Council directs more than $750K in cuts to budgetIt’s no secret that the economy is experiencing a downturn — and Woodbury isn’t immune.
By: Hank Long, Woodbury Bulletin
It’s no secret that the economy is experiencing a downturn — and Woodbury isn’t immune.
That’s the gist of the message sent to taxpayers by the Woodbury City Council last week when it gave direction to city staff to make three-quarters of a million dollars in cuts to the 2009 budget.
The directive came at the conclusion of an Oct. 15 budget workshop, one month after the council passed a preliminary budget and property tax levy in September that would have increased the property tax rate by 5.4 percent in 2009.
Based on the council’s most recent recommendation to make $757,489 in cuts to the preliminary budget, the property tax rate will instead increase by 2.8 percent. The property tax increase on the average valued home in Woodbury will be $18.
Before the suggested cuts, the average value home in Woodbury could have expected a $47 increase in its 2009 property tax statement, said city administrator Clint Gridley. He added that the cuts are related to the council’s consensus opinion that the budget needs to reflect the tough economic times.
“The council sent a strong message that it recognizes the present economic situation and that cities do not need levy limits imposed by the state in order to be fiscally responsible to the taxpayers,” Gridley said.
“Woodbury’s elected and appointed officials are committed to doing what is right and necessary for the long-term good of the citizenry. Every effort will be made to continue the excellent services of the city of Woodbury while providing some relief to taxpayers during these tighter financial times.”
Safety personnel to maintenance
The council-recommended items to be cut include elimination of $190,000 public works request for an increase for street maintenance, $92,000 reduction in fuel costs and a reduction in the Woodbury Public Safety Department’s request of four new police officers to two.
Mayor Bill Hargis said the reduction in the public safety request was not made without first consulting public safety department heads.
“We didn’t come to that conclusion without first talking to (public safety director) Lee Vague and (deputy director) Todd Johnson,” Hargis said. “We’re not compromising the existing level of service, and we’re still committed to the goal of filling these positions in the future.”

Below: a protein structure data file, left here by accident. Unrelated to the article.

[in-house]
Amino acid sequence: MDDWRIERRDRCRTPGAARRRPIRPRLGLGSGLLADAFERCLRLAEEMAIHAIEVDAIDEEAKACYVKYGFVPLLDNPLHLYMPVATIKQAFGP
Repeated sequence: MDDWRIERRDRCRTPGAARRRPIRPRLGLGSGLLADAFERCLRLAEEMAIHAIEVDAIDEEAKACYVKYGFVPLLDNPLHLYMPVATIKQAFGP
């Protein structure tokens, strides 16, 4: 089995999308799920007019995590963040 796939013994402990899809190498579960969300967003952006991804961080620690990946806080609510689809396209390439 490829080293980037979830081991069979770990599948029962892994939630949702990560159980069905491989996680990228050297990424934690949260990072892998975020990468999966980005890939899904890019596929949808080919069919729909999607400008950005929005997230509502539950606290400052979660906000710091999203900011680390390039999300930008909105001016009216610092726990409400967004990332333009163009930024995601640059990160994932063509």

The reduction in the public safety request amounts to an overall 5.31 net decrease in fulltime positions on the city’s payroll.
The city will add three long-term seasonal park workers to its budget due to the expansion at Bielenberg Sports Center, but it will not fill 3.5 positions left vacant in the inspections department and two positions left vacant in engineering.
The council also chose not to seek a cost-of-living increase in its wage for the second year in a row, a gesture that Hargis said was more symbolic than anything.
“We’re doing our part to mitigate the impact of what is going on in the economy,” Hargis said.
“This is the toughest economic time I’ve seen I became mayor in (1993). And we know this is going to last for a couple more years before it turns around, so the message we want to give is that we’re trying to be conservative with taxpayer money.”
Another added challenge the city faced this year during its budget process was the implementation of state mandated levy limits.
The city was able to keep its levy under the 3.1-percent limit, but Gridley said the timing of the state Legislature’s approval of the levy limit didn’t allow the council to hold its budget workshop until after it approved its preliminary budget and property tax levy.
“Traditionally we’ve actually run our process a little bit earlier than most cities, but the levy limits were approved in the last hours of the legislative session and were very complicated,” Gridley said.
Hargis said the upcoming November truth-in-taxation hearing allows time for the city to make additional, if only slight, adjustments to the budget before its final adoption in December.